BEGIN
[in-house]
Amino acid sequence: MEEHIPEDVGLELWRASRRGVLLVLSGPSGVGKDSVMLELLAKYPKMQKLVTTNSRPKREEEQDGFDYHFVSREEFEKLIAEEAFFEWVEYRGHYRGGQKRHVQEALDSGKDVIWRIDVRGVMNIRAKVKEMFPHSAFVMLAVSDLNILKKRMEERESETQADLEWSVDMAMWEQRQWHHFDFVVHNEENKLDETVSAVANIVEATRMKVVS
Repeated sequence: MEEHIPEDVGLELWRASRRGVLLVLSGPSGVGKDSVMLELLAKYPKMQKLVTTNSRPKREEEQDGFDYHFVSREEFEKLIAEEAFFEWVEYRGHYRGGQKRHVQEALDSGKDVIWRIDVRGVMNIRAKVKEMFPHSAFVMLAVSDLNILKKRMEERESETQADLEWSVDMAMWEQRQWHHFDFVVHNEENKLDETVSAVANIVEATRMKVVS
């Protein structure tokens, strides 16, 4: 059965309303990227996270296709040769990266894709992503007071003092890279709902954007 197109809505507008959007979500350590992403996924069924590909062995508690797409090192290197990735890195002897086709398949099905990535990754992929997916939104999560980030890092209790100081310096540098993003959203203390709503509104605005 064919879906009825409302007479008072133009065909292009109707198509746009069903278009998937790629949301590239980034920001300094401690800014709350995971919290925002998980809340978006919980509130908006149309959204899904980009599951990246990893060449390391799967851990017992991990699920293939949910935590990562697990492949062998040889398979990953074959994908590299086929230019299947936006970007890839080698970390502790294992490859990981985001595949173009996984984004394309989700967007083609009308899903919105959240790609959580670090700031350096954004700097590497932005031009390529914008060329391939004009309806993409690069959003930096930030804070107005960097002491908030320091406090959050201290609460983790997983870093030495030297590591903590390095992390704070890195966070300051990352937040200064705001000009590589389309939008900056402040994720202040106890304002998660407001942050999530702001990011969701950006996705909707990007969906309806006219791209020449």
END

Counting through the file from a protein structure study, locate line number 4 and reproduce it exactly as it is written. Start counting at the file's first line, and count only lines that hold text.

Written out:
């Protein structure tokens, strides 16, 4: 059965309303990227996270296709040769990266894709992503007071003092890279709902954007 197109809505507008959007979500350590992403996924069924590909062995508690797409090192290197990735890195002897086709398949099905990535990754992929997916939104999560980030890092209790100081310096540098993003959203203390709503509104605005 064919879906009825409302007479008072133009065909292009109707198509746009069903278009998937790629949301590239980034920001300094401690800014709350995971919290925002998980809340978006919980509130908006149309959204899904980009599951990246990893060449390391799967851990017992991990699920293939949910935590990562697990492949062998040889398979990953074959994908590299086929230019299947936006970007890839080698970390502790294992490859990981985001595949173009996984984004394309989700967007083609009308899903919105959240790609959580670090700031350096954004700097590497932005031009390529914008060329391939004009309806993409690069959003930096930030804070107005960097002491908030320091406090959050201290609460983790997983870093030495030297590591903590390095992390704070890195966070300051990352937040200064705001000009590589389309939008900056402040994720202040106890304002998660407001942050999530702001990011969701950006996705909707990007969906309806006219791209020449």